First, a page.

HomeFocus → HCR: The Discussion Continues

HCR: The Discussion Continues Print E-mail
Written by Jeffrey Herschler   
Wednesday, 13 April 2011 15:16

On March 24th the Coalition Panel on Health presented a debate on healthcare with the provocative title:

FINDING THE BALANCE BETWEEN REFORM AND REPEAL.  Produced by EarQ, the event was held at Ana G Mendez University System in Miramar.  The purpose of the event was to address issues such as:

·         Defining the healthcare debate

·         What HCR means for America

·         Can we afford reform?

·         Can we afford repeal?

Moderated by Rochelle Latkanich, Regional Vice President, Take Care Health Systems, the participants possessed diverse backgrounds and viewpoints.  The panel consisted of Dr. Olveen Carrasquillo, UM School of Medicine, Chief of General Internal Medicine, Tom Gomez, Transformation at the Edge, Executive Director, Dr. Manuel Laureano, Ana G. Mendez University System, Professor of Healthcare Administration, Linda Quick, South Florida Health & Hospital Association, President, Allan Boshell, AvMed Health Plans,  Vice President and Brian Payne, Catholic Hospice, Executive Director. 

The starting point was a discussion of anticipated benefits of HCR.  Dr. Carrasquillo noted that young people will now have more career and education options now that they can ride their parents' plan until age 26.  Dr. Laureano stated "I think HCR will be good for everyone eventually."  He went on to point out that the current situation is clearly unsustainable, "I have an employee who is 60 years old. Her health premium is over $1000 a month and she only makes $2000 per month."   

The current system's shortcomings were expounded upon by Mr. Boshell who emphasized the need to transition to a new method of compensation.  "The old paradigm of do more (procedures), make more (money) is unsustainable," he stated.  And "Payment reform is essential to solving the primary care physician shortage," Dr. Carrasquillo added.  Bringing the conversation closer to home, Mr. Gomez stated "Miami leads the nation in avoidable hospital admissions for Medicare patients. The probing question for this community is:  How do we reduce the waste?"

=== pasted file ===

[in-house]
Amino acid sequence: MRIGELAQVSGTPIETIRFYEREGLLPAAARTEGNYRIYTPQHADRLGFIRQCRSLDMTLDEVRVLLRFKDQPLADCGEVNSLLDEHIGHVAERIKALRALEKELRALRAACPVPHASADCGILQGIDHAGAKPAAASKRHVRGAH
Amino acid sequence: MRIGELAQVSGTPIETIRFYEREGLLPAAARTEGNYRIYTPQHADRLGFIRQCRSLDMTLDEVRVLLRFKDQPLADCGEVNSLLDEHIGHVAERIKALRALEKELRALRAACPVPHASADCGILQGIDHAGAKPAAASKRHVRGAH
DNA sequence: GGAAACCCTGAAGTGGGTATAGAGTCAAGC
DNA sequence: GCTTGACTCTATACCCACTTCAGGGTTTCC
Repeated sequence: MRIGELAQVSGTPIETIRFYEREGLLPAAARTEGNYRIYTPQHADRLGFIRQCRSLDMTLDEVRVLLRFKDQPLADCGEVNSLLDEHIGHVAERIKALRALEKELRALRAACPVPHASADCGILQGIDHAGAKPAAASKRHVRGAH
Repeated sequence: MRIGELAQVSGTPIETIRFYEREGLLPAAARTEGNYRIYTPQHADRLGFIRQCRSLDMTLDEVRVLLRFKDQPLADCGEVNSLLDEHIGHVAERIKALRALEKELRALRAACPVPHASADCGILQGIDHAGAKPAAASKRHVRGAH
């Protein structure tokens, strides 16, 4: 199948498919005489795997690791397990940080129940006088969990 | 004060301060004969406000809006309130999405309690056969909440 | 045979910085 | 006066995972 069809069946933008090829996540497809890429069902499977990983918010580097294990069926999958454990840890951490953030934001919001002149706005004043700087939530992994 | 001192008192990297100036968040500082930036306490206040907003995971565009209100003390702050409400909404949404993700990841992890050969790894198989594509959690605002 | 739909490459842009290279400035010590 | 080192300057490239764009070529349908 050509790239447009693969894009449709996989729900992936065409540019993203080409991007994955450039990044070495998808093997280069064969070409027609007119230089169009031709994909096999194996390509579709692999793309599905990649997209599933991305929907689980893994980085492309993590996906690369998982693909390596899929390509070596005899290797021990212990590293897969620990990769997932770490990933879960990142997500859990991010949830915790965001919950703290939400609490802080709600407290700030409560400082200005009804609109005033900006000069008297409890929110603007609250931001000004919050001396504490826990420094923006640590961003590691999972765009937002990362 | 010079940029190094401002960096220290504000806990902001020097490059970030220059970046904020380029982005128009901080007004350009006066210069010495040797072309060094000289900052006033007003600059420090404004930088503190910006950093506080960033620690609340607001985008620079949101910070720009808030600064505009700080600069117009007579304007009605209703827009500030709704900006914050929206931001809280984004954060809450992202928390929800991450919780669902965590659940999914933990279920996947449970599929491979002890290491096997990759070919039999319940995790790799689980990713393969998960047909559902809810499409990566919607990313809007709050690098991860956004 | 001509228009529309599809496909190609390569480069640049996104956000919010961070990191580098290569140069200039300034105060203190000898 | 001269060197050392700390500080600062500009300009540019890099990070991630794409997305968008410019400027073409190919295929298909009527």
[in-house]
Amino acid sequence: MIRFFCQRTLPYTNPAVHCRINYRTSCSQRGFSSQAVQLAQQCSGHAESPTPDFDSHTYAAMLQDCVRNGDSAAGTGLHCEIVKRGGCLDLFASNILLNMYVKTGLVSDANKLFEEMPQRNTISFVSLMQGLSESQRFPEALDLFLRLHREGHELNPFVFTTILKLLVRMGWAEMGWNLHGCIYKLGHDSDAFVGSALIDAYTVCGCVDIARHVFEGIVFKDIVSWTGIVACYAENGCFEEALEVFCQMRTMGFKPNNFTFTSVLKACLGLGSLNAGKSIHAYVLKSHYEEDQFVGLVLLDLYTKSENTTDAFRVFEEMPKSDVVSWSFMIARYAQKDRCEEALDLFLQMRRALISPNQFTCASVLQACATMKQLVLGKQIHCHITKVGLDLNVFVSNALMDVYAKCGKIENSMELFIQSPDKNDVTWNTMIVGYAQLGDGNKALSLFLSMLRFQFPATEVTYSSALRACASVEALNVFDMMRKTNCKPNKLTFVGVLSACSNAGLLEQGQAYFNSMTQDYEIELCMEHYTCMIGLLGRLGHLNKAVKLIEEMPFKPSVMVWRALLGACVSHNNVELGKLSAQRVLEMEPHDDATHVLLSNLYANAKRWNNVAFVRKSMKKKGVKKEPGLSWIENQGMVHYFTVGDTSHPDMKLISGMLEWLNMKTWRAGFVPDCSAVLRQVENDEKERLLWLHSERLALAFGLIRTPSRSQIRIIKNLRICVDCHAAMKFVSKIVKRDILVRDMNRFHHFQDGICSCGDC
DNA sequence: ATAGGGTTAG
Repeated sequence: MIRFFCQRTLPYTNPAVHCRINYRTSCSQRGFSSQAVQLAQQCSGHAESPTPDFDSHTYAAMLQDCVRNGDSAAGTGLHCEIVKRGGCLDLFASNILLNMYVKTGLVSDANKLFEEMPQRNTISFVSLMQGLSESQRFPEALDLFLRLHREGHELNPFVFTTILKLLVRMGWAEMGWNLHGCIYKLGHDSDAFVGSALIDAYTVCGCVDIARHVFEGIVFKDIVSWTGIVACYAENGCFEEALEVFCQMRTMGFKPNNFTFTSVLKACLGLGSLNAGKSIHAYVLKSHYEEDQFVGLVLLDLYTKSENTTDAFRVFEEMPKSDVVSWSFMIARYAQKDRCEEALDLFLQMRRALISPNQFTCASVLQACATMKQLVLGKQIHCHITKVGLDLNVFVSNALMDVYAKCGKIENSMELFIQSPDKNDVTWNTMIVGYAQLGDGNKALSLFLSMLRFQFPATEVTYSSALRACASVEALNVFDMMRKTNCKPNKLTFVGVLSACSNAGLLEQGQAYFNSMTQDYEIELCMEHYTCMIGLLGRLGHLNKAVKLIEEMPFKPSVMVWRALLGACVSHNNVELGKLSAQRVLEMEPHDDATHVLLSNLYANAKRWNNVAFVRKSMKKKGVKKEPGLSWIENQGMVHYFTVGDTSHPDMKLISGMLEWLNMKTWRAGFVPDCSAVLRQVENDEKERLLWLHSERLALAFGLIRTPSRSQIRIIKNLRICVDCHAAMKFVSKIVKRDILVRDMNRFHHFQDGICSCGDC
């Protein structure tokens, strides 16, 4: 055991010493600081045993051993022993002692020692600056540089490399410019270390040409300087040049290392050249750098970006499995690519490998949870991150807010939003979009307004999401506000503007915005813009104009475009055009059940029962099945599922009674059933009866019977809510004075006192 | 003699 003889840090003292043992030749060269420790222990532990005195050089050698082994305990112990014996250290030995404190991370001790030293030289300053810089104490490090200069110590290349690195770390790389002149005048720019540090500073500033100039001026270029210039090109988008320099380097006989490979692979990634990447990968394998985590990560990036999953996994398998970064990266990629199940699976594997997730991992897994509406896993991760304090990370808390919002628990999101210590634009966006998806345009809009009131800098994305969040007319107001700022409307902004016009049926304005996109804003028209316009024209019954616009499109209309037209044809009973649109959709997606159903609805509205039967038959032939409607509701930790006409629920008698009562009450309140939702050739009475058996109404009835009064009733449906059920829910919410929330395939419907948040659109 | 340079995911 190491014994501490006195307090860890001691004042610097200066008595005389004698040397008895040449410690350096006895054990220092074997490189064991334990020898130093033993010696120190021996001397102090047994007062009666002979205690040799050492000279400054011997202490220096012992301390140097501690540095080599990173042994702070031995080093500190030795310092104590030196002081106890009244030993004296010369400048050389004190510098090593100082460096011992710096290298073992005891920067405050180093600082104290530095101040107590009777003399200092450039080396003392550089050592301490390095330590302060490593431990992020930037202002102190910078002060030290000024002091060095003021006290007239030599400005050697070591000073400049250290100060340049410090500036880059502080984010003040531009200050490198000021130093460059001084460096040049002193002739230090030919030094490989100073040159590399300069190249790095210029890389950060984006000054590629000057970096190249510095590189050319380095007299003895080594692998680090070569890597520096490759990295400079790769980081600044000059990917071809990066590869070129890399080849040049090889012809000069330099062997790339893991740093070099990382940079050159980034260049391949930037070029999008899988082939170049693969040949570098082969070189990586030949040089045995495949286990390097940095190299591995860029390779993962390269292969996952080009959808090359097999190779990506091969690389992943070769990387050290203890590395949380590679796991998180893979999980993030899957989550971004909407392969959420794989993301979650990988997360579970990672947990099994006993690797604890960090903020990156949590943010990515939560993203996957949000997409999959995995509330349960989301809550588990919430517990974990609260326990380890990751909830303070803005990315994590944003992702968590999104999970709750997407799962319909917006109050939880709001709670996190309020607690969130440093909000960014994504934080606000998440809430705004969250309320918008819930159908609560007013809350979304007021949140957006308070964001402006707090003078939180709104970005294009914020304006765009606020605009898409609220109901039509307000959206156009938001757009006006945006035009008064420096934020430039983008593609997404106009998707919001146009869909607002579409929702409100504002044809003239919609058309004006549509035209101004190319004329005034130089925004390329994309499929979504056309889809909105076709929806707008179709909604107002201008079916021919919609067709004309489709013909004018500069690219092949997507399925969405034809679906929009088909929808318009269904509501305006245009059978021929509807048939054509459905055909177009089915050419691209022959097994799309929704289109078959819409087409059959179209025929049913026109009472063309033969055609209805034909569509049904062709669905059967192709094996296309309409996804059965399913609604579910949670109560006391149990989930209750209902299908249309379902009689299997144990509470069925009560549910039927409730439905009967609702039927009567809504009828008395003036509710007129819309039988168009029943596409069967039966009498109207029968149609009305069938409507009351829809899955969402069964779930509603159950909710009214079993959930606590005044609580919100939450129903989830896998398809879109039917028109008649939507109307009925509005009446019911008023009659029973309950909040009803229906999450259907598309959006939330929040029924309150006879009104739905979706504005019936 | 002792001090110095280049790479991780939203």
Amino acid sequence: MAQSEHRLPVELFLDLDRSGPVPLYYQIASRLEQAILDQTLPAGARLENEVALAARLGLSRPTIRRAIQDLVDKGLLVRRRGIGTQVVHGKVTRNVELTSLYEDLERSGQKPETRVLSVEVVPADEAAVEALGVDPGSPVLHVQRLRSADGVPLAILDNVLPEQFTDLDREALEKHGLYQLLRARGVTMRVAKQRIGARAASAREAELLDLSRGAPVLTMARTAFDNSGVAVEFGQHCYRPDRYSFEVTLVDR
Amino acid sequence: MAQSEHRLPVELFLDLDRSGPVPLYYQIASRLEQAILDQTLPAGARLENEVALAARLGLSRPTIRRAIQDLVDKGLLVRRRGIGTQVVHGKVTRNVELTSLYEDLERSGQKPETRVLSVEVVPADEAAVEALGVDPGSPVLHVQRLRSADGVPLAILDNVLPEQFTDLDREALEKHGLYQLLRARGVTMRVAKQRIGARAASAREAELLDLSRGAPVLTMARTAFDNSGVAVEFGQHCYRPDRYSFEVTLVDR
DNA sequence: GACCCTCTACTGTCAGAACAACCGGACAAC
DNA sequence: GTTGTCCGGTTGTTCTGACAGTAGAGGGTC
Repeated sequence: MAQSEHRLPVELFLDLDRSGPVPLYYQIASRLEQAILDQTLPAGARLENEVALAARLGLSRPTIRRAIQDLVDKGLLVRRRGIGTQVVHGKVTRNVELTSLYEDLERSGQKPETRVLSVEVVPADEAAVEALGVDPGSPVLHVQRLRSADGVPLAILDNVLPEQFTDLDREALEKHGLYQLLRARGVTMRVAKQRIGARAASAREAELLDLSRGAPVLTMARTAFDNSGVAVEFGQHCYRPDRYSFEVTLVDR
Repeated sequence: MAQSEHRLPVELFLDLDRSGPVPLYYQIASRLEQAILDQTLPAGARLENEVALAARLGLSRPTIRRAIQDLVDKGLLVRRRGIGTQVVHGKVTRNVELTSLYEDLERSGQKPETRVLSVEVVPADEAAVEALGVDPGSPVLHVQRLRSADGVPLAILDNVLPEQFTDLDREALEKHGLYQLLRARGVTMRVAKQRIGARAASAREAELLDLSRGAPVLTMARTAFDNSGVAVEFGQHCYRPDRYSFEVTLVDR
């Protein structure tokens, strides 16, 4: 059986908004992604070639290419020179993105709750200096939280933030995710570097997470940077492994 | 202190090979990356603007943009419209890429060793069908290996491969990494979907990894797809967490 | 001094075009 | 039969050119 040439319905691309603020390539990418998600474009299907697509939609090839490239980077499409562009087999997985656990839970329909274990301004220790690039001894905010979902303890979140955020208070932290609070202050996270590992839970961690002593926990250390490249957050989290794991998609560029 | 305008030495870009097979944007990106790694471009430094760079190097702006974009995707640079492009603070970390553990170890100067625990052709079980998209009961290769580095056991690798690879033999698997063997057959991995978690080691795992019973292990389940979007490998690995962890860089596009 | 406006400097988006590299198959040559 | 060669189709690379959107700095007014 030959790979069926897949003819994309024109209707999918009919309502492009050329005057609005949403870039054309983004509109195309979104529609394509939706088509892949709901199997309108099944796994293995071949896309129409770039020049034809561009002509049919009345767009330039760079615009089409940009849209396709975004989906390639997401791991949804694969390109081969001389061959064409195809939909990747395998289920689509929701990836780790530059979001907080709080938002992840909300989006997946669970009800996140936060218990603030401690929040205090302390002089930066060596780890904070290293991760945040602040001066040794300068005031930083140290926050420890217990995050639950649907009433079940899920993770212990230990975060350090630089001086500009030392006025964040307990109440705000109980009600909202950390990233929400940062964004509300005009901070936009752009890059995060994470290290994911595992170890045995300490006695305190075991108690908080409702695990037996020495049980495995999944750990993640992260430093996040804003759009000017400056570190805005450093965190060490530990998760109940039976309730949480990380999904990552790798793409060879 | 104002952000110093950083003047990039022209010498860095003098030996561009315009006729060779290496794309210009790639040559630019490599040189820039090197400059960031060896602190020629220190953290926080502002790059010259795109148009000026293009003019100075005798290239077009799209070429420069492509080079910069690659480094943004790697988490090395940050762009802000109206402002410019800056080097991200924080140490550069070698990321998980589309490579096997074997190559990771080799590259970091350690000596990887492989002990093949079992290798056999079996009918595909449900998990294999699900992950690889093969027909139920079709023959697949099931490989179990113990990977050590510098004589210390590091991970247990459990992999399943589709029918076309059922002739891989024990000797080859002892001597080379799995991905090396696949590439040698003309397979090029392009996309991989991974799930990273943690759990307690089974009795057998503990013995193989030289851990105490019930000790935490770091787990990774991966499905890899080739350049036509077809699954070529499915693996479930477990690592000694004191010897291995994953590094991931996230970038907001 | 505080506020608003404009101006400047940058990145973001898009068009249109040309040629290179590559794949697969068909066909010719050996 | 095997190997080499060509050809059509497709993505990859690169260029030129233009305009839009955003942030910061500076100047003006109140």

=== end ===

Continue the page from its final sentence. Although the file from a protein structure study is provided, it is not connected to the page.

Next the conversation turned to one of HCR's core goals:  Moving toward Universal Care.  "I don't think we can go from 75% insured to 97% insured like they did in Massachusetts; maybe we can fulfill half of that," Dr. Carrasquillo said.  Ms. Quick pointed out that of 4.5 million uninsured in Florida, 1 million are undocumented aliens who are specifically excluded from HCR.

Mr. Payne bemoaned the area's unique challenges stating "The problem in South Florida is a lot of illegal citizens die here and that is the first time they are documented. This affects our CON" (adversely). 

Ms. Quick was passionate about the government's role in health policy and administration stating flatly "I don't object to paying more in taxes."  She emphasized the government's role in educating citizens to make healthy lifestyle choices, addressing the primary care shortage and providing safety net health services, among other things.  "Many of us believe this individually but apparently not collectively" she said.  

All panelists agreed that the Great Recession combined with an aging demographic creates fiscal challenges for governments as well as at the organizational level.  "There has to be a change in culture," Dr. Laureno noted.  "How can we provide care within our economic limitations?" he asked rhetorically.

Mr. Boshell challenged Ms. Quick's faith in the government's role in fixing our flawed health system stating "I don't think the government can solve healthcare.  We saw what happened in Massachusetts.  I believe the American entrepreneur will deliver the solution."  Mr. Gomez then added "And that entrepreneur will be a doctor!"

Mr. Herschler is the Editor & Publisher of FHIweekly &   

Last Updated on Tuesday, 24 May 2011 08:43

Website design, development, and hosting provided by